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Wind Farms in Eastern Australia — Recent Lessons

Paul Miskelly

Energy & Environment, 2012, vol. 23, issue 8, 1233-1260

Abstract: Academic discussion continues as to whether a fleet of grid-connected wind farms, widely dispersed across a single grid network, can provide a reliable electricity supply. One opinion is that wide geographical dispersion of wind farms provides sufficient smoothing of the intermittent and highly variable output of individual wind farms enabling the wind farm fleet to provide for base load demand. In an examination of the 5-minute time-averaged wind farm operational data for 21 large wind farms connected to the eastern Australian grid - geographically the largest, most widely dispersed, single interconnected grid in the world (AER, [1]) - this paper challenges that opinion. The findings also suggest that the connection of such a wind farm fleet, even one that is widely dispersed, poses significant security and reliability concerns to the eastern Australian grid. These findings have similar implications for the impact of wind farms on the security of electricity grids worldwide.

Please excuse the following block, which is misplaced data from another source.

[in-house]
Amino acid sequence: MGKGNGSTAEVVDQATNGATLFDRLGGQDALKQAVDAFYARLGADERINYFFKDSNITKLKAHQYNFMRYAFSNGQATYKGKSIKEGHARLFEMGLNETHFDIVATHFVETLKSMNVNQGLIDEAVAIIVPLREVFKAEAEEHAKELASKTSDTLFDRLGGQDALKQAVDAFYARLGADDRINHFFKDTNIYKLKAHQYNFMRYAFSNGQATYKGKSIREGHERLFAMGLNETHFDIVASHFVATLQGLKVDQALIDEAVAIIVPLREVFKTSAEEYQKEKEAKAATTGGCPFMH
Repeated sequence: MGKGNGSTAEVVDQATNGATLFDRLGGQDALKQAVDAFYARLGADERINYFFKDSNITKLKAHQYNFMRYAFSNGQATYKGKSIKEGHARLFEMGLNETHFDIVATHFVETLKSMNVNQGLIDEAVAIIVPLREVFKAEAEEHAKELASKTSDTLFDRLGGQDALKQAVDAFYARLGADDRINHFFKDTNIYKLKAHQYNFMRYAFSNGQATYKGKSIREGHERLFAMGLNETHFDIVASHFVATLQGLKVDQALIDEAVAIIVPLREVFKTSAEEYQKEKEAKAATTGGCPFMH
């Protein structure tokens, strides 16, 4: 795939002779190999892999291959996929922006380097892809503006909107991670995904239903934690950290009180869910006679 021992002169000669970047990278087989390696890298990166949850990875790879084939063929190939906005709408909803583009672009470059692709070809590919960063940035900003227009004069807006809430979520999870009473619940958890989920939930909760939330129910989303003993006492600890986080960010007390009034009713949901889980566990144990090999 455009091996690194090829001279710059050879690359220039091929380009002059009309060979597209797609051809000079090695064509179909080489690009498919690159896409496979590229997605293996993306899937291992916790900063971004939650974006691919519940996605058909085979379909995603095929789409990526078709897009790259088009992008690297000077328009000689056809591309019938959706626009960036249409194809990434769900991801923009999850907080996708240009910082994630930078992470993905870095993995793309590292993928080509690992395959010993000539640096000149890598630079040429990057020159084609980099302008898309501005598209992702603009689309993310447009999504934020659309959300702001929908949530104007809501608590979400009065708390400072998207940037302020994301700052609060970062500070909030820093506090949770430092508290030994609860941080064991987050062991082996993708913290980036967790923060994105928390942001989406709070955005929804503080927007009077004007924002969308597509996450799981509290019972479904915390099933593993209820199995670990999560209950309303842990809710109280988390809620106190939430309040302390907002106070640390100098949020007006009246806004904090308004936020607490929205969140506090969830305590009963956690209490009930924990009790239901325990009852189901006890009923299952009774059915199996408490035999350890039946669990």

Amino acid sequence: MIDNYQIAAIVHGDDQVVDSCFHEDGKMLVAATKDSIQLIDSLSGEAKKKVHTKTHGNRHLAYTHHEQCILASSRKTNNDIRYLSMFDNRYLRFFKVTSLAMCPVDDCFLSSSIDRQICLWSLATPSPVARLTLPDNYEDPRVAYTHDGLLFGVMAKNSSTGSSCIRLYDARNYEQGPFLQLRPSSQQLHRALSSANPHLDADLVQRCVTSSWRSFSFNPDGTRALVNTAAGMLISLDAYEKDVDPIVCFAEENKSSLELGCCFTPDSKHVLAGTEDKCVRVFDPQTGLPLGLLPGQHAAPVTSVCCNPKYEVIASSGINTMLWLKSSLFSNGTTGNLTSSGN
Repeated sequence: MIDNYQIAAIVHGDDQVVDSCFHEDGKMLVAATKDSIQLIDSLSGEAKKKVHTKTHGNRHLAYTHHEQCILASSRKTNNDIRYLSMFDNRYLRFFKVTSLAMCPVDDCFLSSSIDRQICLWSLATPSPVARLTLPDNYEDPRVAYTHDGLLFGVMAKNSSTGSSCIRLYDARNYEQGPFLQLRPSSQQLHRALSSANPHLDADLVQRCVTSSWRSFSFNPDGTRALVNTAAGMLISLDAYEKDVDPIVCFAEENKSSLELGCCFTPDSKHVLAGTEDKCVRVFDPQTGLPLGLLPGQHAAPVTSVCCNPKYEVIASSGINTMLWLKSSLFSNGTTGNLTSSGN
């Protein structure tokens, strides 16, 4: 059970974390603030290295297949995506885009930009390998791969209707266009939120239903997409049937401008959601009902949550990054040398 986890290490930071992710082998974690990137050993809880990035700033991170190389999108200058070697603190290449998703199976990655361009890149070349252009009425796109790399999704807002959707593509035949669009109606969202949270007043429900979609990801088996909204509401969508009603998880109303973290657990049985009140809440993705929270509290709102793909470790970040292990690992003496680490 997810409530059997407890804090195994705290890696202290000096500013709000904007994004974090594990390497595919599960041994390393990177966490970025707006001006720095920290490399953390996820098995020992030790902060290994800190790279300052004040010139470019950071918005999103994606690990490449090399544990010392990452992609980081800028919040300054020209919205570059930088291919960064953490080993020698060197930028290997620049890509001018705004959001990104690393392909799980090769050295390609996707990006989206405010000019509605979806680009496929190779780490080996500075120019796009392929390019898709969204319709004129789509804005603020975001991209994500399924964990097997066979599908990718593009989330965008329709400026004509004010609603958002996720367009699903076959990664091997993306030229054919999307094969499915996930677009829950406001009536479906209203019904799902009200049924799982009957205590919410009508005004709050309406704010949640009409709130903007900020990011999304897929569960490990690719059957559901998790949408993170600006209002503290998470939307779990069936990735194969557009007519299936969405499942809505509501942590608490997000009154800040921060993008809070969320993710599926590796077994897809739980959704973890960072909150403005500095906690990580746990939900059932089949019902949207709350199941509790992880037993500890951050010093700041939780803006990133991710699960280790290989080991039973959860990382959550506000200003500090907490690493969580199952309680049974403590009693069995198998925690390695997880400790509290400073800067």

Keywords: Wind; Electricity; Intermittency; Geographic Dispersion; Smoothing; Grid Security (search for similar items in EconPapers)
Date: 2012
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Persistent link: https://EconPapers.repec.org/RePEc:sae:engenv:v:23:y:2012:i:8:p:1233-1260

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